Eating Disorder – a Mental Disorder

Eating Disorder – a Mental Disorder

Eating disorders are a group of psychological conditions that lead to the development of unhealthy eating habits. They may begin with a fixation on food, body weight, or body shape. If left untreated, eating disorders can have serious health consequences and even result in death in severe cases. In fact, eating disorders are among the most lethal mental illnesses, coming in second only to opioid overdose.

People suffering from eating disorders may exhibit a variety of symptoms. Common symptoms include severe food restriction, food binges, and purging behaviors such as vomiting or excessive exercise. An eating disorder is a mental illness characterized by abnormal eating behaviors that have a negative impact on a person’s physical or mental health. At any given time, only one eating disorder can be diagnosed.

Types of eating disorders include binge eating disorder, where the patient eats a large amount in a short period of time; anorexia nervosa, where the person has an intense fear of gaining weight and restricts food or overexercises to manage this fear; bulimia nervosa, where individuals eat a large quantity (binging) then try to rid themselves of the food (purging); pica, where the patient eats non-food items; rumination syndrome, where the patient regurgitates undigested or minimally digested food; avoidant/restrictive food intake disorder (ARFID), where people have a reduced or selective food intake due to some psychological reasons; and a group of other specified feeding or eating disorders. Anxiety disorders, depression and substance abuse are common among people with eating disorders. These disorders do not include obesity.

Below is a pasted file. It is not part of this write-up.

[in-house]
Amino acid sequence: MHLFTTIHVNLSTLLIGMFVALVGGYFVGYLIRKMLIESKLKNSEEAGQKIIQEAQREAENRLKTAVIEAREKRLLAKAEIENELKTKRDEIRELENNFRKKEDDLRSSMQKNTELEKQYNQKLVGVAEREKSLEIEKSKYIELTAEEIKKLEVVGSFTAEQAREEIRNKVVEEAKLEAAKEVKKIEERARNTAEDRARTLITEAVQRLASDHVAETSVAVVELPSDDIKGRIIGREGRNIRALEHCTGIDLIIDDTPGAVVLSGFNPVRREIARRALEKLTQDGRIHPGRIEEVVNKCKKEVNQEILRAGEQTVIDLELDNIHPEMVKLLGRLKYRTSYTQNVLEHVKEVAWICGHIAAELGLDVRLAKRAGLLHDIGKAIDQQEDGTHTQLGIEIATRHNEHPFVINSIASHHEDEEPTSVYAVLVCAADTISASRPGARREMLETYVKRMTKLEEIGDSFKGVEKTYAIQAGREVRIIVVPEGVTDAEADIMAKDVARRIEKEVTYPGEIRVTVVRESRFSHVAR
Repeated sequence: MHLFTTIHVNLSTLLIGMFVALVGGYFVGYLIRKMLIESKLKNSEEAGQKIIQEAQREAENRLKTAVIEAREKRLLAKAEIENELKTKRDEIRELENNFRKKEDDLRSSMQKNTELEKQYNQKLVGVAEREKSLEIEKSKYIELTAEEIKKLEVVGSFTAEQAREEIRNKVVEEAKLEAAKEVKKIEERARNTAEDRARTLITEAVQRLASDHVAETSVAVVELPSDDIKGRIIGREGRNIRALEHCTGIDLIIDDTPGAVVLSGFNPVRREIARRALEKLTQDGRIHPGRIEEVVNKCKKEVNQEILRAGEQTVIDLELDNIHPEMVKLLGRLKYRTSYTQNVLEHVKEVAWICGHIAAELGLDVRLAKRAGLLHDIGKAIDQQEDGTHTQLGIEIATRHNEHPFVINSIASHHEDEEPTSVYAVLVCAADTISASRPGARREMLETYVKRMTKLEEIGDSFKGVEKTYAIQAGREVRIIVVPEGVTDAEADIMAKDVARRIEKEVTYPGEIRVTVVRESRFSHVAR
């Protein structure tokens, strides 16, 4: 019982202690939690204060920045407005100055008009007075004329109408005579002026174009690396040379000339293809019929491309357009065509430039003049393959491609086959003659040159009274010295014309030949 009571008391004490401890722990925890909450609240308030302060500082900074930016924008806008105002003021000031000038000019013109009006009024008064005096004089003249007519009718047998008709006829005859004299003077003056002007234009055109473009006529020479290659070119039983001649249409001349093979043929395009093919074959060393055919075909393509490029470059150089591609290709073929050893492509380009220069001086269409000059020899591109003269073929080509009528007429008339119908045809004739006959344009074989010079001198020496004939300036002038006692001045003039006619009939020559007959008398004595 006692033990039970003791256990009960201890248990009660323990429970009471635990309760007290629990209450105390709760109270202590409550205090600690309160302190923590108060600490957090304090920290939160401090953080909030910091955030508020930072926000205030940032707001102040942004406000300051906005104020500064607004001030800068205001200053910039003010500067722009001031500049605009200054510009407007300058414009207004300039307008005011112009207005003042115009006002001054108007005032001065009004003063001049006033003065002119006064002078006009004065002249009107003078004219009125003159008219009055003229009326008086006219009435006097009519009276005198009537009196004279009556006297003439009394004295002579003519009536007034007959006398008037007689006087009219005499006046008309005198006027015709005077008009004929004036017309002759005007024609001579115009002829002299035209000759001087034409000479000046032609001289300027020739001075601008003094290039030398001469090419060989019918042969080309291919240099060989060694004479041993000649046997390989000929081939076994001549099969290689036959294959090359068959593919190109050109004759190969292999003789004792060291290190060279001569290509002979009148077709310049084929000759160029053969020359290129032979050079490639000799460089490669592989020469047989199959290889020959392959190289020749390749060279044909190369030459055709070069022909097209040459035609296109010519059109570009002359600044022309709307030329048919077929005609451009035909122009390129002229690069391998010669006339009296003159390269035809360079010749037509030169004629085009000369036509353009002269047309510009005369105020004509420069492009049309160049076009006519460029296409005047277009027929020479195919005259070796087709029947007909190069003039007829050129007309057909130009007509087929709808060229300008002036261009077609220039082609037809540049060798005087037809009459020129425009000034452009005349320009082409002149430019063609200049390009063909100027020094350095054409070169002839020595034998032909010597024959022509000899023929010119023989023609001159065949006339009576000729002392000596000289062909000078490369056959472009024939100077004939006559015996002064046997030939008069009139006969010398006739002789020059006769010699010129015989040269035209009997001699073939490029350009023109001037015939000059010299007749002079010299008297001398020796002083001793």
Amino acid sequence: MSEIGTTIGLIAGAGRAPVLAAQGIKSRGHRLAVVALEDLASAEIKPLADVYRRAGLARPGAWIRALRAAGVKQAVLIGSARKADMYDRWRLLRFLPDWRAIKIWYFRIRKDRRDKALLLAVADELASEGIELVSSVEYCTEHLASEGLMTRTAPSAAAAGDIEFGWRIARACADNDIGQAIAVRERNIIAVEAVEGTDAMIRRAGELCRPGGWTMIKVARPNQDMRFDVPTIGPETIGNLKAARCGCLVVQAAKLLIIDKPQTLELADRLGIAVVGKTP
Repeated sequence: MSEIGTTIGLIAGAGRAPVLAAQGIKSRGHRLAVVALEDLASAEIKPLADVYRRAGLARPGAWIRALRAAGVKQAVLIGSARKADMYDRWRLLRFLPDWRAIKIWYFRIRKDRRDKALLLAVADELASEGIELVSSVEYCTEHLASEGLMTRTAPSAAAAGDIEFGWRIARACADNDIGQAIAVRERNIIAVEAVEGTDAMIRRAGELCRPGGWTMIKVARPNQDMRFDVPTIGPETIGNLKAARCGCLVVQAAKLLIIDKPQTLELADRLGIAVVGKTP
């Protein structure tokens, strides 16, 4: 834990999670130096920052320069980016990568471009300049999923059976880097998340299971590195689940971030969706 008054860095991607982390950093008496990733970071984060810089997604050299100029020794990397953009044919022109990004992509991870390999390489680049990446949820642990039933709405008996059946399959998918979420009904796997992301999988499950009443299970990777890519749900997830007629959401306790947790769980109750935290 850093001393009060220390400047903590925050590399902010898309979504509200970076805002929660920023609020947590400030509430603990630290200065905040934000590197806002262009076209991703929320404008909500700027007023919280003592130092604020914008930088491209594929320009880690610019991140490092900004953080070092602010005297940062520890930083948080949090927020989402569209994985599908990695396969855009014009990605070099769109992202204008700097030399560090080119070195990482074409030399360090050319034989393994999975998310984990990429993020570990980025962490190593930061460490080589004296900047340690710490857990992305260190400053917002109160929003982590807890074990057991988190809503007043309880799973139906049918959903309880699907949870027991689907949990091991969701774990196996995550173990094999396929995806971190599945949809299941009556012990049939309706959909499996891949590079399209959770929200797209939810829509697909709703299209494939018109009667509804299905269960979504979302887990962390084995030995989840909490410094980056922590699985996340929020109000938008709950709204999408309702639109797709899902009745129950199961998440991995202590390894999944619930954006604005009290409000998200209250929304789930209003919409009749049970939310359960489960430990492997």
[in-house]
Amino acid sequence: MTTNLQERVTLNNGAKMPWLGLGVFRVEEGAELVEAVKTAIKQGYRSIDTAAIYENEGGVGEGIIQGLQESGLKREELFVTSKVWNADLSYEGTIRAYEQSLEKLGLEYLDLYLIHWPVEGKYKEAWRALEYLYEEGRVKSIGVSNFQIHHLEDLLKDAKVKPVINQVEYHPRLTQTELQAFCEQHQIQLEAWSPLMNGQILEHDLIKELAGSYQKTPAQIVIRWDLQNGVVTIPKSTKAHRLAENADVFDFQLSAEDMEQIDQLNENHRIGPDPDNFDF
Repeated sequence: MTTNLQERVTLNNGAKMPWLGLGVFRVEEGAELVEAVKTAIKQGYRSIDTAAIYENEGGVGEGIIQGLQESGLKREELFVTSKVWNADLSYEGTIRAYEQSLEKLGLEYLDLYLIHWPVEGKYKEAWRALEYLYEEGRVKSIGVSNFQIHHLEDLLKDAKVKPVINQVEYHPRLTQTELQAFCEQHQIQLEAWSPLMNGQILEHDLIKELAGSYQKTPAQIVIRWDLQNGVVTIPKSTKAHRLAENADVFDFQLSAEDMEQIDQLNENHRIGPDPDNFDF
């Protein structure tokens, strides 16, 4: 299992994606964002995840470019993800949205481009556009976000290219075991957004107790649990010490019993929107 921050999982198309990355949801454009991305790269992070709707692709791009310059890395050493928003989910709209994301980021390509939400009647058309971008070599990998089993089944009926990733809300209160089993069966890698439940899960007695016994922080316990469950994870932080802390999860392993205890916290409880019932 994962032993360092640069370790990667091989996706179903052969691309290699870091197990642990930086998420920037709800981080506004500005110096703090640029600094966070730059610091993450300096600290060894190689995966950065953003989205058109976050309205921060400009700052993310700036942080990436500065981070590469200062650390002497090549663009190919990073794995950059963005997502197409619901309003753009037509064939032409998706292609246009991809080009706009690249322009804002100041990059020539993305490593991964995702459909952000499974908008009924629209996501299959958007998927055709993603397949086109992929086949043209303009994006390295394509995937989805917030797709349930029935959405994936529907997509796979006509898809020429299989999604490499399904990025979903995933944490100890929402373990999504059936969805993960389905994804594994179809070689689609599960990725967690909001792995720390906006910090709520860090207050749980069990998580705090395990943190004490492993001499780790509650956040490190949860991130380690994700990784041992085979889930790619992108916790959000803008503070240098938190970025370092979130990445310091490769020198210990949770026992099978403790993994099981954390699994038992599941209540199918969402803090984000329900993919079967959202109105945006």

The causes of eating disorders are unknown, though both biological and environmental factors appear to play a role. The cultural idealization of thinness is thought to contribute to some eating disorders. Individuals who have experienced sexual abuse are also more likely to develop eating disorders. Some disorders, such as pica and rumination disorder, are more common in people with intellectual disabilities.

Many eating disorders can be successfully treated. Treatment varies by disorder and may include counseling, dietary advice, reducing excessive exercise, and reducing efforts to eliminate food. Medications may be used to alleviate some of the associated symptoms. In more severe cases, hospitalization may be required.

Within five years, approximately 70% of people with anorexia and 50% of people with bulimia recover. Only 10% of people with eating disorders receive treatment, and of those who do, approximately 80% do not receive adequate care. Many are sent home weeks before their recommended stay and are not given the necessary treatment. Recovery from binge eating disorder is less certain, with estimates ranging from 20% to 60%. Anorexia and bulimia both raise the risk of death.

Estimates of the prevalence of eating disorders vary greatly, reflecting differences in gender, age, and culture, as well as diagnostic and measurement methods. Anorexia affects about 0.4 percent of young women in the developed world each year, while bulimia affects about 1.3 percent. Binge eating disorder affects about 1.6% of women and 0.8% of men in a given year.

According to one study, up to 4% of women will develop anorexia at some point in their lives, while bulimia and binge eating disorders may account for up to 2%. Less developed countries appear to have lower rates of eating disorders. Females are nearly ten times more likely than males to suffer from anorexia and bulimia. Eating disorders typically appear in late childhood to early adulthood. The prevalence of other eating disorders is unknown.

Eating disorders are psychological conditions characterized by severe and persistent disruption in eating behaviors as well as distressing thoughts and emotions. They can be severe conditions that impair physical, psychological, and social function. Types of eating disorders include anorexia nervosa, bulimia nervosa, binge eating disorder, avoidant restrictive food intake disorder, other specified feeding and eating disorder, pica and rumination disorder.